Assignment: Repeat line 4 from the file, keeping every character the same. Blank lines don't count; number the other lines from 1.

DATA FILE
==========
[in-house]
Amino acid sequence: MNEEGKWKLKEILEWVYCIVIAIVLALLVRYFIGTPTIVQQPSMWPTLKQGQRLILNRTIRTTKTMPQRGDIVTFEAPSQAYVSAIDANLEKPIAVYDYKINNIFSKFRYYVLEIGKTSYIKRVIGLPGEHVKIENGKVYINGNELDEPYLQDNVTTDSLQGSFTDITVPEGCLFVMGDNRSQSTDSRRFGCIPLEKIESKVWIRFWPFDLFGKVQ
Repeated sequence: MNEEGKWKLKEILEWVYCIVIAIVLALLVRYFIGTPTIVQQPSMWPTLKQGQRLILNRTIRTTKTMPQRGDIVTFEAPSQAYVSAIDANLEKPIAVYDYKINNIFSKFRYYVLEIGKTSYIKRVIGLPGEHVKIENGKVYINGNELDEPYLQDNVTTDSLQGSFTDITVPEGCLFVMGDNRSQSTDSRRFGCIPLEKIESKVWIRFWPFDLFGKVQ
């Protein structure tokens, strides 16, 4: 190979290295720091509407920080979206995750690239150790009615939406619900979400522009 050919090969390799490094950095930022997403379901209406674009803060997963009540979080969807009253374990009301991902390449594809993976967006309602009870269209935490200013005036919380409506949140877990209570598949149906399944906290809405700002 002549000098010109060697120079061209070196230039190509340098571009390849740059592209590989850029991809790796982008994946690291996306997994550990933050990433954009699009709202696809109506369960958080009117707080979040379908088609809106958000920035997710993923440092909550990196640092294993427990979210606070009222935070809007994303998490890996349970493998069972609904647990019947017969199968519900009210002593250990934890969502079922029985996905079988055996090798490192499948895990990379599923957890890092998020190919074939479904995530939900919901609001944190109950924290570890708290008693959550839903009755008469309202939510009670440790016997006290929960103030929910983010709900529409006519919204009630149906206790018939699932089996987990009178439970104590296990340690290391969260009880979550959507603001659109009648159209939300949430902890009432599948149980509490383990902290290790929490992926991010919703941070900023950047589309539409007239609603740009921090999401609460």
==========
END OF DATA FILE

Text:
């Protein structure tokens, strides 16, 4: 190979290295720091509407920080979206995750690239150790009615939406619900979400522009 050919090969390799490094950095930022997403379901209406674009803060997963009540979080969807009253374990009301991902390449594809993976967006309602009870269209935490200013005036919380409506949140877990209570598949149906399944906290809405700002 002549000098010109060697120079061209070196230039190509340098571009390849740059592209590989850029991809790796982008994946690291996306997994550990933050990433954009699009709202696809109506369960958080009117707080979040379908088609809106958000920035997710993923440092909550990196640092294993427990979210606070009222935070809007994303998490890996349970493998069972609904647990019947017969199968519900009210002593250990934890969502079922029985996905079988055996090798490192499948895990990379599923957890890092998020190919074939479904995530939900919901609001944190109950924290570890708290008693959550839903009755008469309202939510009670440790016997006290929960103030929910983010709900529409006519919204009630149906206790018939699932089996987990009178439970104590296990340690290391969260009880979550959507603001659109009648159209939300949430902890009432599948149980509490383990902290290790929490992926991010919703941070900023950047589309539409007239609603740009921090999401609460």